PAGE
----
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Troubleshooting Common Gas Water Heater Issues, pt 1

 Posted Friday, April 1, 2016.

Some common gas water heater problems can be solved in just a few minutes, by any capable adult. With a few instructions, the right parts, and a few minutes, you can get your hot water back in action. We’re fast when it comes to service calls-- but we’ll never beat you to the water heater in your own home!

First, a precaution. Before you do any work on a gas water heater (or any gas appliance, for that matter), ensure there is no gas leak present. Listen for a hissing sound that indicates a gas leak. Also be aware of the smell of natural gas. Natural gas has a distinct smell thanks to a required odorant. If you smell a strange odor (some describe it as smelling of garlic, rotten eggs, or sulfur) near your water heater, gas furnace, or any gas line, leave the area and call your gas provider immediately.


Natural gas is flammable, and if it has been allowed to accumulate, it can combust explosively if even a small spark or flame is present.


My Gas Water Heater Isn’t Making Hot Water

This is commonly caused by a pilot going out. If this happens, it’s likely nothing to be alarmed about. If the pilot has been out for a long time, and gas has been escaping into a room with no ventilation, check for any gas buildup. The gas flow should have been cut off when the pilot went out because of a sensor called the thermocouple. If you can vent the area, do so.

Fortunately, pilots are made to be conveniently re-lit. Near the bottom of your water heater there will be a panel with a removable cover. There are likely instructions for lighting the pilot on or near that panel. Newer water heaters have an electronic ignition, but if you have an older model you may need a flame source of your own to get the fire to take. Follow the instructions on your water heater and you should have hot water back in no time!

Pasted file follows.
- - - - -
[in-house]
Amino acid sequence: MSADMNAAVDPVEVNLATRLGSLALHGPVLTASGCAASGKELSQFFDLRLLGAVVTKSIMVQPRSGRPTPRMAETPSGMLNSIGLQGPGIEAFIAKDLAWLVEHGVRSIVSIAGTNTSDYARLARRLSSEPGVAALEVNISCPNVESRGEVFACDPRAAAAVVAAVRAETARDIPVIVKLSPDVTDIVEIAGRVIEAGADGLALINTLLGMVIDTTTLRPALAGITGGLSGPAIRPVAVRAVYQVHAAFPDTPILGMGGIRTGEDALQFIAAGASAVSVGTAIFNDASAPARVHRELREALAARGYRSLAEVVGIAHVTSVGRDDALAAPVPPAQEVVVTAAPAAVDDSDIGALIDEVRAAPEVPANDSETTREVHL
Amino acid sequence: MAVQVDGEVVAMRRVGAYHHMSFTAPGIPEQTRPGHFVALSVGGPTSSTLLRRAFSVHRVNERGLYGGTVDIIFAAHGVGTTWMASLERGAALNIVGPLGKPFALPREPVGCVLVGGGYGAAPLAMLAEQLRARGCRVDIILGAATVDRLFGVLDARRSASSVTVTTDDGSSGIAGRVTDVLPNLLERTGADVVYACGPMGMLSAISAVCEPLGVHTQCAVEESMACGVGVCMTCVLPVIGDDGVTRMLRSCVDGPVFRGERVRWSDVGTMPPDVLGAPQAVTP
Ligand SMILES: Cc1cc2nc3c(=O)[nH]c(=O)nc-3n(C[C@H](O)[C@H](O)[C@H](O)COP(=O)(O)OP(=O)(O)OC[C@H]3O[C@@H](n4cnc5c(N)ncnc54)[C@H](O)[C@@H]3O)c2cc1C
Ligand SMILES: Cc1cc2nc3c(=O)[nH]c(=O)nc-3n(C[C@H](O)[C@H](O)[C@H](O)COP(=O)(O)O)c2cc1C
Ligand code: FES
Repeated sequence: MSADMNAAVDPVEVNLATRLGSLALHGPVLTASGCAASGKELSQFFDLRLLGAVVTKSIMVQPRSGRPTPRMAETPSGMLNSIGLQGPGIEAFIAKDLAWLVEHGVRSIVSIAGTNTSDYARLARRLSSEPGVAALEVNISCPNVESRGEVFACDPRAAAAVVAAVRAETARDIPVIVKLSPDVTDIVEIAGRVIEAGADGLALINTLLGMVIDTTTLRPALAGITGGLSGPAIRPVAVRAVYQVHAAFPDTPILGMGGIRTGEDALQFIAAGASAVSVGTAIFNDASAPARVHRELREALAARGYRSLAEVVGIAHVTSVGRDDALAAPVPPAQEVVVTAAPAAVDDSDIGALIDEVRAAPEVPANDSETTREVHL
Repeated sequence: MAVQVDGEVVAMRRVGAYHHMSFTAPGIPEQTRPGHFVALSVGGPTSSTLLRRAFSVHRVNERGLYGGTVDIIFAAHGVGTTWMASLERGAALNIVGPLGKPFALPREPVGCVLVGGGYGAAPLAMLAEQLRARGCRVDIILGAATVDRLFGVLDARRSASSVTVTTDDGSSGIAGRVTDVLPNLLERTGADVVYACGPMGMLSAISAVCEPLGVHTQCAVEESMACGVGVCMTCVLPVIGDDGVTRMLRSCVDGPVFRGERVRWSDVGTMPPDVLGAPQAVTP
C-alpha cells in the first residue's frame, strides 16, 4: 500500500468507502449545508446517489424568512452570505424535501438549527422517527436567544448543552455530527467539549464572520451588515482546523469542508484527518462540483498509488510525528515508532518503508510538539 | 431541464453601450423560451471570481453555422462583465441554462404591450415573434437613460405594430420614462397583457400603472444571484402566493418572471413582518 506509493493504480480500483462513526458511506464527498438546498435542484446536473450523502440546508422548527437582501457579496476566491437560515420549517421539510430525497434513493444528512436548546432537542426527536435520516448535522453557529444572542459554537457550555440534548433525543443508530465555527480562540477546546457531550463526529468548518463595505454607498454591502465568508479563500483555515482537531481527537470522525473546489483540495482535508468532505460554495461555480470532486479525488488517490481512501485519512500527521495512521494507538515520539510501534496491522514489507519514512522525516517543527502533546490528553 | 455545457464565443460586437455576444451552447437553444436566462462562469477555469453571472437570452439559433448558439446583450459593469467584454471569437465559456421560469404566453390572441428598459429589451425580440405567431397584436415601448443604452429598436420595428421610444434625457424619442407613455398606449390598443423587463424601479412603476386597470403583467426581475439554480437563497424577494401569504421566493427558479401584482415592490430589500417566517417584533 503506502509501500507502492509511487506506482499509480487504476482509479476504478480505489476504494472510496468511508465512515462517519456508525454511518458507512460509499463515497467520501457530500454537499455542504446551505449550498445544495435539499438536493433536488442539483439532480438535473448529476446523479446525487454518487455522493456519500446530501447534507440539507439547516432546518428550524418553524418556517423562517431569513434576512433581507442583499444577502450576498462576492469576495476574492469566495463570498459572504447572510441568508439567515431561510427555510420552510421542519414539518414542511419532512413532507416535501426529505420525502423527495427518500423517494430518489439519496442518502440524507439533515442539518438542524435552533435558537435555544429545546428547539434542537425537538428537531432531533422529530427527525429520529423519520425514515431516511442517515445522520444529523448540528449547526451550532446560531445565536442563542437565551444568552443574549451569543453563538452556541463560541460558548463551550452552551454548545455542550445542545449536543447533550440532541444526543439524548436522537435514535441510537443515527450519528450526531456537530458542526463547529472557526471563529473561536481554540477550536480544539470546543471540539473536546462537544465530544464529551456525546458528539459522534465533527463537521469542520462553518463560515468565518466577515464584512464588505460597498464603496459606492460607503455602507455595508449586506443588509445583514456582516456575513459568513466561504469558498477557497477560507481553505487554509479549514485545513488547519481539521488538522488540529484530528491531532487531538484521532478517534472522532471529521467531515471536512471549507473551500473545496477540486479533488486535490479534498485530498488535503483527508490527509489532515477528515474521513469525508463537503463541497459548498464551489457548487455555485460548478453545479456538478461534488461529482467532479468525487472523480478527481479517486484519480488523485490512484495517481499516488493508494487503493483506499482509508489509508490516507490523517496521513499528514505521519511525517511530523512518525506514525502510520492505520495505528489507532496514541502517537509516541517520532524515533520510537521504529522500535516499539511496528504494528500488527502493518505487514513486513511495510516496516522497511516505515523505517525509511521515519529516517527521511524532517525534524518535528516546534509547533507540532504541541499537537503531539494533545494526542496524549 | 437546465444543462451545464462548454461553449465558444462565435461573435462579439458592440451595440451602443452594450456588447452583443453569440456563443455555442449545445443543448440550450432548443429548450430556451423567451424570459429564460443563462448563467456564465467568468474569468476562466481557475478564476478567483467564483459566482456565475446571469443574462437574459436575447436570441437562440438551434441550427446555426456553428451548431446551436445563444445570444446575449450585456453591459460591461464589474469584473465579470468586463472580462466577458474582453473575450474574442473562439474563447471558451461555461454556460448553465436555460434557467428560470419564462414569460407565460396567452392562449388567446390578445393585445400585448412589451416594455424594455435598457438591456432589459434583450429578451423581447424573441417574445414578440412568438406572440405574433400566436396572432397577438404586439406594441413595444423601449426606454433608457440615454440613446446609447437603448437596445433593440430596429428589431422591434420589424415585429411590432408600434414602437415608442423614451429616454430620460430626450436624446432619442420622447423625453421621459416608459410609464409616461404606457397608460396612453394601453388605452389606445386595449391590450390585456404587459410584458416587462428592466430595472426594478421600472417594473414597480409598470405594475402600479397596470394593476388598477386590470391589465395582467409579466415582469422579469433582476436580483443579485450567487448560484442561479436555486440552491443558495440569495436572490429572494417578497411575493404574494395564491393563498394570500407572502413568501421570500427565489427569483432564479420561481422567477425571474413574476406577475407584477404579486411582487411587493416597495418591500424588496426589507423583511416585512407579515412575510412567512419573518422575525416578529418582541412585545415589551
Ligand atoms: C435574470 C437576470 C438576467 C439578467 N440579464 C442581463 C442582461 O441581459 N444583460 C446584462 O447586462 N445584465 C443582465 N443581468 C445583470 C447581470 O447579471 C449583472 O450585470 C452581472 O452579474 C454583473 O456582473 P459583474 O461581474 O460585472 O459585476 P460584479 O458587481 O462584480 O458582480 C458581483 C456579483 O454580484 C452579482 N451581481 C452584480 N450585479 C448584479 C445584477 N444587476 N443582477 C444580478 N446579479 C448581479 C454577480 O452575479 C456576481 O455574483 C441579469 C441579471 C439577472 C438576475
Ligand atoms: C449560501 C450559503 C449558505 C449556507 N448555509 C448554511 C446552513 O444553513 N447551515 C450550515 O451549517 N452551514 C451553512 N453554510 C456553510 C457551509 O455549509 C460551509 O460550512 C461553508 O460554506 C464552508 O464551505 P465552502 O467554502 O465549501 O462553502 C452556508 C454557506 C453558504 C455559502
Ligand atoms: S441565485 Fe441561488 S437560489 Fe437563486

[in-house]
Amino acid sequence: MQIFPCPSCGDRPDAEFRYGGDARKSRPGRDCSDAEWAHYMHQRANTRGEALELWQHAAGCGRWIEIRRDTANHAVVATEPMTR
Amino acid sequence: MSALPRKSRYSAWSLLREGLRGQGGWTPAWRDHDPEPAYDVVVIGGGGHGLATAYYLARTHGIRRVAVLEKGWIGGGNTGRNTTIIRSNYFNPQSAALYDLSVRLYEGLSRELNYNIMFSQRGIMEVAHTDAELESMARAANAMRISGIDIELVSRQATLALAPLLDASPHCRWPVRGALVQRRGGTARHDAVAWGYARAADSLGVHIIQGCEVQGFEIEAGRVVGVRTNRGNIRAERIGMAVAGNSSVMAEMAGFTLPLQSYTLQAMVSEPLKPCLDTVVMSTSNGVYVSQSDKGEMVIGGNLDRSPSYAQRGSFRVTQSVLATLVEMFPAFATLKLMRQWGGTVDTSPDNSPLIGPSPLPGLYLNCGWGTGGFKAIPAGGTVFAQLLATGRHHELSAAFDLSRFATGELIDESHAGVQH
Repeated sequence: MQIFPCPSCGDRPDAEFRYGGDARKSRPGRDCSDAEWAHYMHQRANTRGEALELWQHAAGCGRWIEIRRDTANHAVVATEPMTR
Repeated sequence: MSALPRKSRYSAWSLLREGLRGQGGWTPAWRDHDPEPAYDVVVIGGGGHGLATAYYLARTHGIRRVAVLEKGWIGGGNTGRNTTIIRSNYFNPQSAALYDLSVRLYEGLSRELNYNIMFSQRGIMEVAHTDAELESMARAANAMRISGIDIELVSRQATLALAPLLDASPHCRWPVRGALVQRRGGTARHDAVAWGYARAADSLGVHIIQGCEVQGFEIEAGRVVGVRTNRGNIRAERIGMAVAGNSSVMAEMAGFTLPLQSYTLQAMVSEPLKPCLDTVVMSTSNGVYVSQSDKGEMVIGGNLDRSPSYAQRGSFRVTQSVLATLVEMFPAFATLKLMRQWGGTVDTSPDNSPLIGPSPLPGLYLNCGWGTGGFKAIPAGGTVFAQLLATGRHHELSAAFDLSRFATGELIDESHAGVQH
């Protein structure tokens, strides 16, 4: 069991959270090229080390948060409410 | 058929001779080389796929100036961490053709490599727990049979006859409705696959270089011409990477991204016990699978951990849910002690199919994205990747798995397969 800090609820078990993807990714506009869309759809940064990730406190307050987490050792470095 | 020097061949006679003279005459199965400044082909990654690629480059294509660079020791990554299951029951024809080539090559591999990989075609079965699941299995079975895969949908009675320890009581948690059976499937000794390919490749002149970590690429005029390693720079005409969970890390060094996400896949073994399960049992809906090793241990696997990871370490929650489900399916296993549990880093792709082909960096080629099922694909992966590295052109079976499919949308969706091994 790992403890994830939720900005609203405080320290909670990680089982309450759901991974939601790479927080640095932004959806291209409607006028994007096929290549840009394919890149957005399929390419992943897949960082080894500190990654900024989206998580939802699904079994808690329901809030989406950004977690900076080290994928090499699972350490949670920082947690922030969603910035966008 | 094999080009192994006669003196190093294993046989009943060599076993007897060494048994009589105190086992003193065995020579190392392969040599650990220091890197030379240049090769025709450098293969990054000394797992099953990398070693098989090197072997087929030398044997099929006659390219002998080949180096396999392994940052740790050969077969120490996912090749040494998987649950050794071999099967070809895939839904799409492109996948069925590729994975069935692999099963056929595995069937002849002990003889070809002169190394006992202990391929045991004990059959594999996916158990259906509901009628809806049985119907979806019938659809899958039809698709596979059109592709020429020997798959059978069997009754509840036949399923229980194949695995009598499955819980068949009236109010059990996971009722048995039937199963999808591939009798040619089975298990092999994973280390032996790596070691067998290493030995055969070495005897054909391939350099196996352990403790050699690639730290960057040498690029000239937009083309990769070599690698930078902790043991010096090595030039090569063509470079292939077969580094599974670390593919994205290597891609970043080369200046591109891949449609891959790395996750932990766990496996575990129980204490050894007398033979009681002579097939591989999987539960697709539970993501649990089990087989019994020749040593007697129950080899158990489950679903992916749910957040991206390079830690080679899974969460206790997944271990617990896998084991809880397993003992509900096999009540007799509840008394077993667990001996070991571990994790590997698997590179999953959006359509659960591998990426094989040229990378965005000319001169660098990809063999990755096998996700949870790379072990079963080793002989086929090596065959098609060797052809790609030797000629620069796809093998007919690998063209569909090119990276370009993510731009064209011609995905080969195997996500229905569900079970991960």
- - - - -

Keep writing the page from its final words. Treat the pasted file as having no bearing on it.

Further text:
My Pilot Won’t Stay Lit

There are a few causes for a pilot refusing to stay lit. The most common and easily remedied cause is a bad thermocouple. The thermocouple is the sensor that detects whether the pilot is lit, and is supposed to cut the gas supply if the pilot is out. If the thermocouple thinks the pilot is out when it’s not, it will kill the gas supply and thus your supply of hot water.

Now, replacing a faulty thermocouple is fairly more involved than re-lighting the pilot. It will require several steps, including researching what kind of thermocouple belongs to your water heater, removing the old thermocouple (which requires removing the burner assembly), installing the new parts and re-assembling the burner assembly.

Unfortunately a thorough how-to guide for every common water heater out there is too much for a single article to handle. Fortunately, there are some universal steps.

Your local supply store likely has generic thermocouples that will fit most models of water heater. You’ll want to take your current thermocouple in when finding a replacement, to match the lengths and thread direction (some are left-handed threads). If the generic thermocouple won’t fit, you can likely find a match for your water heater by looking online.

Next week we’ll go over removing the burner assembly in order to get to the thermocouple. If you’re feeling comfortable with what we’ve gone over so far, you should have no problem with the process.

If you’re not feeling so confident, just call Nazzaro & Sons Plumbing & Heating Inc. and we’ll have a professional over to your place to take care of it for you. Call us at 978-256-3586, or contact us online and we’ll get in touch with you!

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